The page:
Maybe the world's best known, best loved German Shepherd Dog, protector and best friend, Hollywood star and World War I survivor, Rin Tin Tin's line survives and thrives to this very day. Pretty good for an orphan pup, sole survivor of a bombed German war dog kennel in Lorraine, France.

Rin Tin Tin, named for one of the tiny French puppets the grateful locals gave to the U.S. GIs as good luck charms, was well named. Luck followed the dog and the man who dug him out of the wreckage of the bombed kennel, Corporal Lee Duncan. Duncan and his fellow soldiers initially found Rinny's mother and litter mates alive and brought them back to their base. They were only about five days old. Duncan kept Rin Tin Tin and his sister, Nannette (named for the other puppet of the pair of French good luck charms) and the sister and brother were, sadly, the only two to survive to be taken home.

It was discovered that the German kennel master who had run the kennel where the pups were found had been captured by the allies and was a prisoner of war. Cpl. Duncan was able to meet with the man and learned much about the care and training of the German Shepherd Dog and devoted time and effort to laying the foundation for teaching the dogs in the German style.

Permission was obtained to transport Rin and Nannette back to the U.S. and then to his home in Los Angeles, but Nannette came down with distemper on the trip, and although the premier breeder of German Shepherds in the U.S. stepped in and offered to try to save the sick puppy, Nannette did not survive. Mrs. Wanner, understanding Col. Duncan's great love for the breed, sent him a female puppy from her own lines in place of the lost Nannette.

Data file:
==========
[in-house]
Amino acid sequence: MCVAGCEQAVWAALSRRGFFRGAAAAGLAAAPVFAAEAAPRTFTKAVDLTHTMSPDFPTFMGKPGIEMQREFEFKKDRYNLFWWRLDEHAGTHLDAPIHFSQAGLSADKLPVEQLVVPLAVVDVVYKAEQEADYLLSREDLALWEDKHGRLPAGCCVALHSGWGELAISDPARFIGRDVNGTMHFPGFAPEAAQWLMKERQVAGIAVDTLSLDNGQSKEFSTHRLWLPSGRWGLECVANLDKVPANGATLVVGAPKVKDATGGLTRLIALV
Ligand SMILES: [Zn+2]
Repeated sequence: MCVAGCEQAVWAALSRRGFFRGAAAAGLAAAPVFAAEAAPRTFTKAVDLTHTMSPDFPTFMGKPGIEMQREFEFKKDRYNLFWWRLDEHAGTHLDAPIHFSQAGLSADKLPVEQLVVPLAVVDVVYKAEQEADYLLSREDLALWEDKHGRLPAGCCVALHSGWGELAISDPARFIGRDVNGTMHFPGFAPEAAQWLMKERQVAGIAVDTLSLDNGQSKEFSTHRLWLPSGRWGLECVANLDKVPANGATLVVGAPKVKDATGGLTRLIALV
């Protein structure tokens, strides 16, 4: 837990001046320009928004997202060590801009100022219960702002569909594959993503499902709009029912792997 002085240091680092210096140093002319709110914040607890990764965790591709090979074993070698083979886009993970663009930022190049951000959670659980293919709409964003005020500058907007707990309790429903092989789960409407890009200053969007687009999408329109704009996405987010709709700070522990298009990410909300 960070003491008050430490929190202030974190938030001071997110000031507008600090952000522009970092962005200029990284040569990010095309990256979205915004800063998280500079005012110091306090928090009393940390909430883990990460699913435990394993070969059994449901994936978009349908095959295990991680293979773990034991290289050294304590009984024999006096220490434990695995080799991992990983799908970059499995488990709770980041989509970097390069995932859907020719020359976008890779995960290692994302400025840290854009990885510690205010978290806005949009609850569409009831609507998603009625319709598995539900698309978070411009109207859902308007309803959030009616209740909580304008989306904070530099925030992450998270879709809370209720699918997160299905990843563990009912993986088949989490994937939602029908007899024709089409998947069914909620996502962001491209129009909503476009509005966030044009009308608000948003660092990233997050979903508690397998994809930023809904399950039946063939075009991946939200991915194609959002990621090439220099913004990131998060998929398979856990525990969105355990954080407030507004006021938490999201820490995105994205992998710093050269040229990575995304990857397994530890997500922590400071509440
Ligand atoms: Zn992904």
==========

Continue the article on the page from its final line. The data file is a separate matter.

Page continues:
Back home in Los Angeles, Duncan and Rin Tin Tin went about their lives, but, his
fascination with the breed growing, Duncan took his dog with him to dog shows. At one fateful outing, they met Charles Jones, who watched as Rin Tin Tin performed, jumping nearly twelve feet. Jones had a new motion picture camera with him that he was wanting to try out and he asked Duncan if he could film the dog. Jones paid $350, got his film and Duncan realized that his dog could have a career in films.

So, he hit the pavement, visiting studio after studio with his dog and a script, only to be rebuffed. Finally, the pair stumbled across a crew trying to film a scene using a most uncooperative wolf. Duncan asked if they wouldn't give his dog a try, that his dog would do the scene in one take.

They weren't buying it.

At first.

A few takes later they were ready to give the dog a try. Rinny performed as promised -- one take. He became a contract talent for the studio whose fortunes were on the skids. His first film was Man from Hell's River. Moviegoers adored the big, heroic dog and flocked to all twenty-six of his films, helping to turn the fortunes of the studio around.

The name of the studio was Warner Brothers.

Rin Tin Tin died in August of 1932, just before he was to start filming a new movie. Rin had sired several litters, and Lee had kept one of the male pups and named him Junior. Warner Brothers put off the beginning of filming and sent Lee and Junior, the Son of Rin Tin Tin on tour to win America over, which he did in style. America's enduring love for the German Shepherd Dog that began with a war orphaned puppy became a part of the culture and remains so to this day, as does Rin Tin Tin's line.

Author's Bio: 

Written by Shelly Seigler of Discount Pet Mall: Find low prices on Dog Kennels, Dog Training Collars, and Dog Doors.